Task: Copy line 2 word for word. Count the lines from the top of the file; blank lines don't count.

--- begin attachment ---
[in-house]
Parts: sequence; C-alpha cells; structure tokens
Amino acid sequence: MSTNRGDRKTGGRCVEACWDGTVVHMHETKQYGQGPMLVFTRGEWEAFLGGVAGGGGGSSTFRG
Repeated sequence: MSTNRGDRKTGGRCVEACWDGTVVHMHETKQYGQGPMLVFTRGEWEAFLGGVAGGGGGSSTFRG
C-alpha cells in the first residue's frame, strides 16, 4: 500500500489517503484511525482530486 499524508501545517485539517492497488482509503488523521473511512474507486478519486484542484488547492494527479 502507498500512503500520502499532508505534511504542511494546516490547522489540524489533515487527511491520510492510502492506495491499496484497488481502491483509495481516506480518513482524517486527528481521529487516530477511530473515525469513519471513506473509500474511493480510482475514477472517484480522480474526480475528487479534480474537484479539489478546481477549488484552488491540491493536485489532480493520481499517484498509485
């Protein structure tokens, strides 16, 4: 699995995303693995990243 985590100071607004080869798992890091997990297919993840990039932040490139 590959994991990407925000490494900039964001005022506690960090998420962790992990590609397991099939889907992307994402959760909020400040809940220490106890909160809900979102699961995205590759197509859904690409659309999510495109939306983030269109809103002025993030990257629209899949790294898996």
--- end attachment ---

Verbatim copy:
Parts: sequence; C-alpha cells; structure tokens